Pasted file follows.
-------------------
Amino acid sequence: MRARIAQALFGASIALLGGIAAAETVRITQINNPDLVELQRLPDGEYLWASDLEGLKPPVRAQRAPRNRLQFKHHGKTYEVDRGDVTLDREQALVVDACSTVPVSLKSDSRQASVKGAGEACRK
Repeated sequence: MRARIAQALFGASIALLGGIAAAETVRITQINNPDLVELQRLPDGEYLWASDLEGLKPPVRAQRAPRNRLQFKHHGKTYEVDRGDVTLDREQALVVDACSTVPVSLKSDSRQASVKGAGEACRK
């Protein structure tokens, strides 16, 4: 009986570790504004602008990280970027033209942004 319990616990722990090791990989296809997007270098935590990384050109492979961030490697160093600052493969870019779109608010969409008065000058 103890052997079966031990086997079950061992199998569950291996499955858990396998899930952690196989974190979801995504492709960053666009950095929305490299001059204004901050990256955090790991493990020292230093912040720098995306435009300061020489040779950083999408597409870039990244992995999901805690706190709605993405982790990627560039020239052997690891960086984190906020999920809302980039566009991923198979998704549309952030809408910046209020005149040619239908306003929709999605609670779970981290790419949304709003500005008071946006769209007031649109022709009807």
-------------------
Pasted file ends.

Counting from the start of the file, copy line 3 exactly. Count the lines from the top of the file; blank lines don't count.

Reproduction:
């Protein structure tokens, strides 16, 4: 009986570790504004602008990280970027033209942004 319990616990722990090791990989296809997007270098935590990384050109492979961030490697160093600052493969870019779109608010969409008065000058 103890052997079966031990086997079950061992199998569950291996499955858990396998899930952690196989974190979801995504492709960053666009950095929305490299001059204004901050990256955090790991493990020292230093912040720098995306435009300061020489040779950083999408597409870039990244992995999901805690706190709605993405982790990627560039020239052997690891960086984190906020999920809302980039566009991923198979998704549309952030809408910046209020005149040619239908306003929709999605609670779970981290790419949304709003500005008071946006769209007031649109022709009807």